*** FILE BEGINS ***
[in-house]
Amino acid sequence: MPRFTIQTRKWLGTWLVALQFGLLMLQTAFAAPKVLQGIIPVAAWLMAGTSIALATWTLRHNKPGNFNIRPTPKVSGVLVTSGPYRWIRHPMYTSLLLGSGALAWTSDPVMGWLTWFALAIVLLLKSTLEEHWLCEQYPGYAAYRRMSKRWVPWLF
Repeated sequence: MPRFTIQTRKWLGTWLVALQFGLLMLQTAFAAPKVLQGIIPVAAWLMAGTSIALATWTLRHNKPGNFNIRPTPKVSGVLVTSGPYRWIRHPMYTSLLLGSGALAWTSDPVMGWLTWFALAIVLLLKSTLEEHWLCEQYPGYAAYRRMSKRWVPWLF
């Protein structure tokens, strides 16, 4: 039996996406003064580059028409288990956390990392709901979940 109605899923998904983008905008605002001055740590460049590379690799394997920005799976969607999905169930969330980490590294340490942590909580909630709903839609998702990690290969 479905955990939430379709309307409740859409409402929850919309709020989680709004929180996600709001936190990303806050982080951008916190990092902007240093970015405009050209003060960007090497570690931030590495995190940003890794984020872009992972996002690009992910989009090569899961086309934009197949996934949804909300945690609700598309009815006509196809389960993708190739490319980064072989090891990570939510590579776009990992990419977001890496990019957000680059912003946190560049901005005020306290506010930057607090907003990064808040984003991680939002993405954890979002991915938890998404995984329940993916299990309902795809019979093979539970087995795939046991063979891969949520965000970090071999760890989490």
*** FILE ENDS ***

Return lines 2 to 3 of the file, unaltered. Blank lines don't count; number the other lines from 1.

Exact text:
Amino acid sequence: MPRFTIQTRKWLGTWLVALQFGLLMLQTAFAAPKVLQGIIPVAAWLMAGTSIALATWTLRHNKPGNFNIRPTPKVSGVLVTSGPYRWIRHPMYTSLLLGSGALAWTSDPVMGWLTWFALAIVLLLKSTLEEHWLCEQYPGYAAYRRMSKRWVPWLF
Repeated sequence: MPRFTIQTRKWLGTWLVALQFGLLMLQTAFAAPKVLQGIIPVAAWLMAGTSIALATWTLRHNKPGNFNIRPTPKVSGVLVTSGPYRWIRHPMYTSLLLGSGALAWTSDPVMGWLTWFALAIVLLLKSTLEEHWLCEQYPGYAAYRRMSKRWVPWLF